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Thick and Thin for binational couples: Argentinean-born filmmaker Sebastian Cordoba is bringing the plight of binational same-sex couples to the big screen with a powerful new documentary.

Argentinean-born filmmaker Sebastian Cordoba knows the pain of being an immigrant with no rights. In 1997 he fell in love with an American man while living in New York. But with Cordoba's uncertain immigration status, the couple lived with the constant fear that he would be sent home. Finally, in 2000, they just gave up.

"It's a feeling of total desperation," says the 36-year-old Cordoba. "My partner and I really tried to tackle the issue [of staying in the same country], and we found no way out. It was one of the things that caused the relationship to end."

After their breakup, Cordoba, at that time a journalism graduate student at New York's Hunter College, changed course to earn a masters degree in documentary production. His first film was Living Proof: A Documentary About Gay Teenage Suicide Survivors. But he never forgot the pain and uncertainty he felt in that relationship. He obtained a work visa to remain in the United States as a documentary producer and began working on Through Thick and Thin, a powerful film about the plight of binational same-sex couples living in the United States.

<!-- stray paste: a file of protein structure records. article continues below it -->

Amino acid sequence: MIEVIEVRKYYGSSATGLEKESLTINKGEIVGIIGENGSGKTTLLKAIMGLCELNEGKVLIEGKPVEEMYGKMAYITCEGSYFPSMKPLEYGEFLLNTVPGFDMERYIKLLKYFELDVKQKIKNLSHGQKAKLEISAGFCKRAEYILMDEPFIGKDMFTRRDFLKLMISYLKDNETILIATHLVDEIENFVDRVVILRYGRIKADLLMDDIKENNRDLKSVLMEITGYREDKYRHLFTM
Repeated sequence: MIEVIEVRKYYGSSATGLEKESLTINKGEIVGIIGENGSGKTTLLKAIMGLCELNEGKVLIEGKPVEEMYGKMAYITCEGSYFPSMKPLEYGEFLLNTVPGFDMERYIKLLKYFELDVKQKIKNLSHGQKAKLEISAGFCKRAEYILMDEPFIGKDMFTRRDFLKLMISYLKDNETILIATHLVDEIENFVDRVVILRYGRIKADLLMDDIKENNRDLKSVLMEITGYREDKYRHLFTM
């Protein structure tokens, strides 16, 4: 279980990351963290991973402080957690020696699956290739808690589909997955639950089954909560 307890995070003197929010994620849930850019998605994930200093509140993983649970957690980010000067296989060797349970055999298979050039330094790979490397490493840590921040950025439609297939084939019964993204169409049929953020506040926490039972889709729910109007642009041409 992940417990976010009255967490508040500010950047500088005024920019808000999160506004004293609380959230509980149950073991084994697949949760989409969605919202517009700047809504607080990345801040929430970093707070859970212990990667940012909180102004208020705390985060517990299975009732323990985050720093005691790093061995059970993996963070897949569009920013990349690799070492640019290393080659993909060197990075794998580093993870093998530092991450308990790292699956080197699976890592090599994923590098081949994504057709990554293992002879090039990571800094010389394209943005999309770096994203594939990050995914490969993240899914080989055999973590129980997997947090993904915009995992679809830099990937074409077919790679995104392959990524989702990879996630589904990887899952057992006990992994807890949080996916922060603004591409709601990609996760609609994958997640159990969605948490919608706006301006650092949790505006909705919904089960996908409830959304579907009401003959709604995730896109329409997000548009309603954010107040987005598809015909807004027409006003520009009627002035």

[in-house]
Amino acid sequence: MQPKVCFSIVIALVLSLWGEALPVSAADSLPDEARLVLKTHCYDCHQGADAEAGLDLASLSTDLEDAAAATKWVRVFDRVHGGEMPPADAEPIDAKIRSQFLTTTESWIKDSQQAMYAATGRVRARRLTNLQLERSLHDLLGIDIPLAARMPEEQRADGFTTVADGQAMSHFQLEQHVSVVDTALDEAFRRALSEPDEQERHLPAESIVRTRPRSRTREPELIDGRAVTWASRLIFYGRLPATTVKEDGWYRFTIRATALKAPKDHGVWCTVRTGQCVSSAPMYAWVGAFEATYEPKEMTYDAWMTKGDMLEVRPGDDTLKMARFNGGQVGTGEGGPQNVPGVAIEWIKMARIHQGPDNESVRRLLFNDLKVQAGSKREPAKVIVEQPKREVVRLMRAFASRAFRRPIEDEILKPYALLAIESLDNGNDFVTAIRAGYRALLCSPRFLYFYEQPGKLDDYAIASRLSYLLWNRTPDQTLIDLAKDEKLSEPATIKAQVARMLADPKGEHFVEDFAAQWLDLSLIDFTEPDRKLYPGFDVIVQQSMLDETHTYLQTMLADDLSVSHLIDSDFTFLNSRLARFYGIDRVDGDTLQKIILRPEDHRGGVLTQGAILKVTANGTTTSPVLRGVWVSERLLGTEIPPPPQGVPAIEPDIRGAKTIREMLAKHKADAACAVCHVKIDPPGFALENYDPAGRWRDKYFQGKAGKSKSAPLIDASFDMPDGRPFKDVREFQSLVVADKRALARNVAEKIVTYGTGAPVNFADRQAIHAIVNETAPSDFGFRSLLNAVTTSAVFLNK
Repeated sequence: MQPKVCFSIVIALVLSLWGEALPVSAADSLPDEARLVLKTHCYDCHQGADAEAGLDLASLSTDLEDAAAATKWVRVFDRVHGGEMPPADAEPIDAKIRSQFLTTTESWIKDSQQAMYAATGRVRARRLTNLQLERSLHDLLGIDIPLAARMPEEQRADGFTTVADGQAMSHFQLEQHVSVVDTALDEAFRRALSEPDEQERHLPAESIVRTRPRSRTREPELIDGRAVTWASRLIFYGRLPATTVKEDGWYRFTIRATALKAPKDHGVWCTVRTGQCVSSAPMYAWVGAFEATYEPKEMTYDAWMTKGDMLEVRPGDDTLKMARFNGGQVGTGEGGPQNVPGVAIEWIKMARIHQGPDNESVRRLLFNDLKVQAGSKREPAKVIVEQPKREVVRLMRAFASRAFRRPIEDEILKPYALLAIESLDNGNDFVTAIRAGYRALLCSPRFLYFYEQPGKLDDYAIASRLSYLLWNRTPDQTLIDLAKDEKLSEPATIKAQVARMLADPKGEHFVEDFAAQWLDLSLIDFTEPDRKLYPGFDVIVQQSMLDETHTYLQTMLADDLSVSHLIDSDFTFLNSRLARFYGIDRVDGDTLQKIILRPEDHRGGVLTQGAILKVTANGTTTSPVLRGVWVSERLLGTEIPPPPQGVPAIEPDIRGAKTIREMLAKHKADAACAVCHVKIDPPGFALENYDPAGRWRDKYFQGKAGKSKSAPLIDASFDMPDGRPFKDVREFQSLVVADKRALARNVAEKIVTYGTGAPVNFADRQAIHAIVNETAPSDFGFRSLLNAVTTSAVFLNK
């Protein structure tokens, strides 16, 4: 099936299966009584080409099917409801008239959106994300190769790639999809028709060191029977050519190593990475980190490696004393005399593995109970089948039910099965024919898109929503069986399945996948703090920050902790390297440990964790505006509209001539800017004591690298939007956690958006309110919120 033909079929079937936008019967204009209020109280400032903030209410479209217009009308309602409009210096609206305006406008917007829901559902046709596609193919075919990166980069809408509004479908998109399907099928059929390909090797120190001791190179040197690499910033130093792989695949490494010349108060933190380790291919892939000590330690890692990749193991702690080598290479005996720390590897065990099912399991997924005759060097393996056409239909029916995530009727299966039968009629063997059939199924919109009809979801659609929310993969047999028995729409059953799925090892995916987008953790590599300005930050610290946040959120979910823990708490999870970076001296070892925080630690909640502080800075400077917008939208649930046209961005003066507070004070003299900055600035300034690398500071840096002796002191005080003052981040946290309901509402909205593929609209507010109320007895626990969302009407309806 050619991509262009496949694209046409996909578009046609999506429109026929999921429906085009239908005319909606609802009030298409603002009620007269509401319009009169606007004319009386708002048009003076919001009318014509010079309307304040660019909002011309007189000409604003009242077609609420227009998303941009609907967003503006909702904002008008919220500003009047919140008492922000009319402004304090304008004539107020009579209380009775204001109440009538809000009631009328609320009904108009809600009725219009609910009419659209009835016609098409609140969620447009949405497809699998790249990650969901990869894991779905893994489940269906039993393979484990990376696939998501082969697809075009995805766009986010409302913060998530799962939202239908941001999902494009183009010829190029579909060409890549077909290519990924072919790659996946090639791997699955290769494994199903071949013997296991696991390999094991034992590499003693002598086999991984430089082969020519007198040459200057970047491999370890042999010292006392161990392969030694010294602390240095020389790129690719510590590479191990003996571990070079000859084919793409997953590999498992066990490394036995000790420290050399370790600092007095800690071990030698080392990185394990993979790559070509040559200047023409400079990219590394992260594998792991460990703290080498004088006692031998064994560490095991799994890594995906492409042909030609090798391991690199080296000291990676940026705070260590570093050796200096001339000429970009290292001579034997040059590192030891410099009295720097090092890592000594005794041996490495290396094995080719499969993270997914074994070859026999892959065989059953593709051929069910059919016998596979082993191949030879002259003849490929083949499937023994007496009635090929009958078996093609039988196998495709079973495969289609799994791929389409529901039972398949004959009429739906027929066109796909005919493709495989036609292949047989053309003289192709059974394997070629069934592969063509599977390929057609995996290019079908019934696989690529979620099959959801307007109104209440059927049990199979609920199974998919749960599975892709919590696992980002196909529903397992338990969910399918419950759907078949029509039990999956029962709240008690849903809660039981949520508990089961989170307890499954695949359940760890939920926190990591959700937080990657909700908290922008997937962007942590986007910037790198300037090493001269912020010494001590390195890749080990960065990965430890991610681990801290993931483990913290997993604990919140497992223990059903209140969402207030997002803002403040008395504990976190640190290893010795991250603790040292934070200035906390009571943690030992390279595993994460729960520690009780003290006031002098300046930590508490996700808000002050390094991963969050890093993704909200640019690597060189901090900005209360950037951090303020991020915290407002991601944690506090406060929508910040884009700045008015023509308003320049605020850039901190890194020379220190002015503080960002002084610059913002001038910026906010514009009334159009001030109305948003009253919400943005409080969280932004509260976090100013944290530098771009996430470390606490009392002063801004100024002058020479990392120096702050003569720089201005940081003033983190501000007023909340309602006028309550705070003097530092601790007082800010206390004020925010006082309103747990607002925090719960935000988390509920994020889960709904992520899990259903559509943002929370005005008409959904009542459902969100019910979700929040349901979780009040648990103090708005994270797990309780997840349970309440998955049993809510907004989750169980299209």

"I decided I need to put a human face to the issue," Cordoba says, noting that there are an estimated 35,000 binational gay couples in the United States. "Long-term gay relationships or even marriages don't come with any type of immigration benefit." Because immigration is determined by federal--not state--law, a Massachusetts same-sex marriage, unlike a heterosexual marriage in any U.S. state, does not confer citizenship rights on foreign-born spouses.

The film, expected to premiere at festivals this fall, follows 10 binational same-sex couples who are denied immigration rights because their partnerships are not recognized by the U.S. government. To live in the same country as her partner, Tammy must leave her children behind and move across the Atlantic Ocean. Charly delays sleep for seven hours every night so he can communicate with his lover--who lives a hemisphere away--over a computer video link. Others are forced to jump through rings of fire in order to remain in the same country as their partners.

Cordoba is passionate about seeing change come from his work. He partnered with the advocacy groups Immigration Equality and Human Rights Watch to bring couples from the film on a six-city tour intended to garner support for the Uniting American Families Act. The federal act first introduced in the House in 2000 as the Permanent Partners Immigration Act, was reintroduced in both houses of Congress in July 2005. It would grant foreign partners of gay Americans an equal opportunity to apply for family-based visas and green cards.

Cordoba hopes gays and lesbians who see the film will feel a sense of urgency and ask their representatives to sponsor the bill. After all. he says, "we're all one relationship away from this situation."
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Article Details
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Author:Broverman, Neal
Publication:The Advocate (The national gay & lesbian newsmagazine)
Article Type:Column
Geographic Code:1USA
Date:Jun 6, 2006
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